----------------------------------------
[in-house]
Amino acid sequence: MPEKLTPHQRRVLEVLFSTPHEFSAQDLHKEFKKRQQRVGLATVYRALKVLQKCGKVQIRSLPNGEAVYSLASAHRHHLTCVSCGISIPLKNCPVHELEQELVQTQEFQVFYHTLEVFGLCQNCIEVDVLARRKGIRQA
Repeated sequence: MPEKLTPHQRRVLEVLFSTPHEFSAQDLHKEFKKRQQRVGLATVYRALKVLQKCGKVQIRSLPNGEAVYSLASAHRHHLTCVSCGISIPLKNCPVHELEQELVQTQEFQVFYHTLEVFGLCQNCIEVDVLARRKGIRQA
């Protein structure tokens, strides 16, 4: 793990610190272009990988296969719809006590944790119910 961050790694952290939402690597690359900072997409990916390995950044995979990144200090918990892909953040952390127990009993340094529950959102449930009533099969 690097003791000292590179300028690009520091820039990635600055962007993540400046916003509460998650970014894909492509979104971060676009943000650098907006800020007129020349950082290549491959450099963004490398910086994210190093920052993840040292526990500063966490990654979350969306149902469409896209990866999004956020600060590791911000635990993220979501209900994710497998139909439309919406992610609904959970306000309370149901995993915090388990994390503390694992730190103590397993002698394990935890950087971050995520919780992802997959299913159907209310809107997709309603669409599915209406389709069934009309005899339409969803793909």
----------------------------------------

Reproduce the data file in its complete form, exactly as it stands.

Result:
[in-house]
Amino acid sequence: MPEKLTPHQRRVLEVLFSTPHEFSAQDLHKEFKKRQQRVGLATVYRALKVLQKCGKVQIRSLPNGEAVYSLASAHRHHLTCVSCGISIPLKNCPVHELEQELVQTQEFQVFYHTLEVFGLCQNCIEVDVLARRKGIRQA
Repeated sequence: MPEKLTPHQRRVLEVLFSTPHEFSAQDLHKEFKKRQQRVGLATVYRALKVLQKCGKVQIRSLPNGEAVYSLASAHRHHLTCVSCGISIPLKNCPVHELEQELVQTQEFQVFYHTLEVFGLCQNCIEVDVLARRKGIRQA
């Protein structure tokens, strides 16, 4: 793990610190272009990988296969719809006590944790119910 961050790694952290939402690597690359900072997409990916390995950044995979990144200090918990892909953040952390127990009993340094529950959102449930009533099969 690097003791000292590179300028690009520091820039990635600055962007993540400046916003509460998650970014894909492509979104971060676009943000650098907006800020007129020349950082290549491959450099963004490398910086994210190093920052993840040292526990500063966490990654979350969306149902469409896209990866999004956020600060590791911000635990993220979501209900994710497998139909439309919406992610609904959970306000309370149901995993915090388990994390503390694992730190103590397993002698394990935890950087971050995520919780992802997959299913159907209310809107997709309603669409599915209406389709069934009309005899339409969803793909």